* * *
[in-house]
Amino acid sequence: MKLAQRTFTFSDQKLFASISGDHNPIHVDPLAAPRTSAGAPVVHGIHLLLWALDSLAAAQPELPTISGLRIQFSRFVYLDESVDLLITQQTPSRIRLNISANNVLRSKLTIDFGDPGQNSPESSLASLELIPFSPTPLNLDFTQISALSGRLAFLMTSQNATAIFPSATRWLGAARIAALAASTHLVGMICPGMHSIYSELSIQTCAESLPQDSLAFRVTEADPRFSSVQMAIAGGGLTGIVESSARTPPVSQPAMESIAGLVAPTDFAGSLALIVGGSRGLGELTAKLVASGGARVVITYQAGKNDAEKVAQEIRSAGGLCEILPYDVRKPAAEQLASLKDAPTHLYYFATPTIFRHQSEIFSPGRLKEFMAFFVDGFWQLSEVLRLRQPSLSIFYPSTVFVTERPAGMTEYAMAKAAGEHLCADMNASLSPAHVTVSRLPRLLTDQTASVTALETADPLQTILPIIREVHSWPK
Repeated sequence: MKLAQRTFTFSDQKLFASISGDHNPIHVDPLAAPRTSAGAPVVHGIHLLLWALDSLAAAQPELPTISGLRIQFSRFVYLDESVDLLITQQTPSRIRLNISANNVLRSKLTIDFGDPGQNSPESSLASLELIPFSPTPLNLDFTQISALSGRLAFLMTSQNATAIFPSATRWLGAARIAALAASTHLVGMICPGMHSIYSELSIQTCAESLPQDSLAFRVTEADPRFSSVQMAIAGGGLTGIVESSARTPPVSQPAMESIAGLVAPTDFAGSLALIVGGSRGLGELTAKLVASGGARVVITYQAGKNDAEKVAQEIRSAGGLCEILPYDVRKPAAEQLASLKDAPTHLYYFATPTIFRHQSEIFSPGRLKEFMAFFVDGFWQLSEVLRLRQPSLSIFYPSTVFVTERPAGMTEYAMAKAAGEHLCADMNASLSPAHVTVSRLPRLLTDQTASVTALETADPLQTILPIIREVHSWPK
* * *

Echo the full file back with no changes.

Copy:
[in-house]
Amino acid sequence: MKLAQRTFTFSDQKLFASISGDHNPIHVDPLAAPRTSAGAPVVHGIHLLLWALDSLAAAQPELPTISGLRIQFSRFVYLDESVDLLITQQTPSRIRLNISANNVLRSKLTIDFGDPGQNSPESSLASLELIPFSPTPLNLDFTQISALSGRLAFLMTSQNATAIFPSATRWLGAARIAALAASTHLVGMICPGMHSIYSELSIQTCAESLPQDSLAFRVTEADPRFSSVQMAIAGGGLTGIVESSARTPPVSQPAMESIAGLVAPTDFAGSLALIVGGSRGLGELTAKLVASGGARVVITYQAGKNDAEKVAQEIRSAGGLCEILPYDVRKPAAEQLASLKDAPTHLYYFATPTIFRHQSEIFSPGRLKEFMAFFVDGFWQLSEVLRLRQPSLSIFYPSTVFVTERPAGMTEYAMAKAAGEHLCADMNASLSPAHVTVSRLPRLLTDQTASVTALETADPLQTILPIIREVHSWPK
Repeated sequence: MKLAQRTFTFSDQKLFASISGDHNPIHVDPLAAPRTSAGAPVVHGIHLLLWALDSLAAAQPELPTISGLRIQFSRFVYLDESVDLLITQQTPSRIRLNISANNVLRSKLTIDFGDPGQNSPESSLASLELIPFSPTPLNLDFTQISALSGRLAFLMTSQNATAIFPSATRWLGAARIAALAASTHLVGMICPGMHSIYSELSIQTCAESLPQDSLAFRVTEADPRFSSVQMAIAGGGLTGIVESSARTPPVSQPAMESIAGLVAPTDFAGSLALIVGGSRGLGELTAKLVASGGARVVITYQAGKNDAEKVAQEIRSAGGLCEILPYDVRKPAAEQLASLKDAPTHLYYFATPTIFRHQSEIFSPGRLKEFMAFFVDGFWQLSEVLRLRQPSLSIFYPSTVFVTERPAGMTEYAMAKAAGEHLCADMNASLSPAHVTVSRLPRLLTDQTASVTALETADPLQTILPIIREVHSWPK